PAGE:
Nevada juries already have handed down multimillion-dollar punitive awards against Teva Pharmaceutical Industries Ltd., maker of the anesthetic Propofol that Desai reused in his procedures. Three juries awarded colonoscopy patients more than $750 million in punitive damages over the drugmaker’s decision to sell the anesthetic in oversized vials that invited such reuse.
Teva, based in Petach Tikva, Israel, agreed last year to pay $250 million to settle more than 80 lawsuits over Propofol sales.
Desai, 62, and two nurse anesthetists face second-degree murder charges over the death of a colonoscopy patient. The former doctor also faces federal fraud charges. Desai is set to go to trial April 22 on charges filed by state prosecutors.
Last week, jurors found the UnitedHealth units were negligent for failing to properly monitor Desai’s performance and “acted in bad faith.” That left the companies open to a punitive-damage award.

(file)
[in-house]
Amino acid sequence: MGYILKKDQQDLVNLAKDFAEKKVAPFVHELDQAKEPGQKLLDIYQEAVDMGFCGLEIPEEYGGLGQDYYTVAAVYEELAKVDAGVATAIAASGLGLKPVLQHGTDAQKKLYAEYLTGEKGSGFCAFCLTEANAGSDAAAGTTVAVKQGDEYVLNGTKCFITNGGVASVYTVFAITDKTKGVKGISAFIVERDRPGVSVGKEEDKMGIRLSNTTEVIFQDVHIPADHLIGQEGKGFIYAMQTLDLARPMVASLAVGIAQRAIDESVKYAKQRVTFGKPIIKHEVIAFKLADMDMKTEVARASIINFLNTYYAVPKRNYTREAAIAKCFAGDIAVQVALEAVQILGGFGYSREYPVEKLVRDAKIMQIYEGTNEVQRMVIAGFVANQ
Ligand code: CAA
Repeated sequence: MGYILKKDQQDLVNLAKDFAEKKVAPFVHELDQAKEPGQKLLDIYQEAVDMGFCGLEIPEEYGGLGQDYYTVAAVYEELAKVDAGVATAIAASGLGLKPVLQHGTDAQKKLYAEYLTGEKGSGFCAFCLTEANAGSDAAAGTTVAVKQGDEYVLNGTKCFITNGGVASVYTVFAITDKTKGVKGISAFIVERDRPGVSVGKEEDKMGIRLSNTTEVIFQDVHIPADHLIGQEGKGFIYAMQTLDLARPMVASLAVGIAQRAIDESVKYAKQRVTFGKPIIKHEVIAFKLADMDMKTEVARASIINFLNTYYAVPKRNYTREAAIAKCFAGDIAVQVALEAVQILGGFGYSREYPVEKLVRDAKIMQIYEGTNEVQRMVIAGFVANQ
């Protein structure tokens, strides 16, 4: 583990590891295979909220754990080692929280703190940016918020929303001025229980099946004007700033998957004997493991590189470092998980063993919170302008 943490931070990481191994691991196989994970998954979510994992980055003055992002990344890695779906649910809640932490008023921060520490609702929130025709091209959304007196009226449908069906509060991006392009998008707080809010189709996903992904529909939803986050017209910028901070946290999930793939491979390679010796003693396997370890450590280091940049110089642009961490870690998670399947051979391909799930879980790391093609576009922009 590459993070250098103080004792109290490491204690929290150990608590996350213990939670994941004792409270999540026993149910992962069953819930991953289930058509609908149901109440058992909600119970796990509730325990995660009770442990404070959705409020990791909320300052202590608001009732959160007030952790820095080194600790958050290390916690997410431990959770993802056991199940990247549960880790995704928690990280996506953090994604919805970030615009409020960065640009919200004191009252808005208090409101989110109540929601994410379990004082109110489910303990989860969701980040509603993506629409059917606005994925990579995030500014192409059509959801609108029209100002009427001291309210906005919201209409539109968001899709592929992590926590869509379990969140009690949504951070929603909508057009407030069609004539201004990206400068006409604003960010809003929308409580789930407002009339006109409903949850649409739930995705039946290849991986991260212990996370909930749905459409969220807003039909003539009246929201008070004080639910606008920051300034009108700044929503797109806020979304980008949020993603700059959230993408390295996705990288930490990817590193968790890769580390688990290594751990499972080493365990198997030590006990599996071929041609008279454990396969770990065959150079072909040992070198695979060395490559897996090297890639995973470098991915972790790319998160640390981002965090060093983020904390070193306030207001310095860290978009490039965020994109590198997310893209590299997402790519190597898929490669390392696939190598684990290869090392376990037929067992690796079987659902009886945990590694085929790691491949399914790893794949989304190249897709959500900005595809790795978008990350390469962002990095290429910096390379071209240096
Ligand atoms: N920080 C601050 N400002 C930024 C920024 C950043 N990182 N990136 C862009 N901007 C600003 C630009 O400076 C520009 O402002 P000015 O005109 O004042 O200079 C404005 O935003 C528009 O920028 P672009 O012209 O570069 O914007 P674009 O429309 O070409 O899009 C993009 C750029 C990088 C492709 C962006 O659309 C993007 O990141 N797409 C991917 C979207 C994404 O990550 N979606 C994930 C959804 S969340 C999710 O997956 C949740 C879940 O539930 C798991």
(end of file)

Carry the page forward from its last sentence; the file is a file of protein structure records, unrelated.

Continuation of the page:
Robert Eglet, Brunson’s lawyer, urged jurors to return a hefty punitive award to send a message to insurers to properly monitor doctors they hire for their HMO networks.
The message had to be “loud enough to hear from Las Vegas to Wall Street,” Eglet told the panel in arguments over the punishment damages.
Lee Roberts, a lawyer for the UnitedHealth units, countered that the companies had been sufficiently punished by the $24 million jurors awarded in compensatory damages and urged the panel to forgo a punitive award.
If UnitedHealth had to face a $2.5 billion punitive judgment, the “amount would destroy us,” Roberts added.
Meyer and Brunson sued under a Nevada law requiring HMOs to file annual reports showing officials reviewed the quality of health services provided to their members.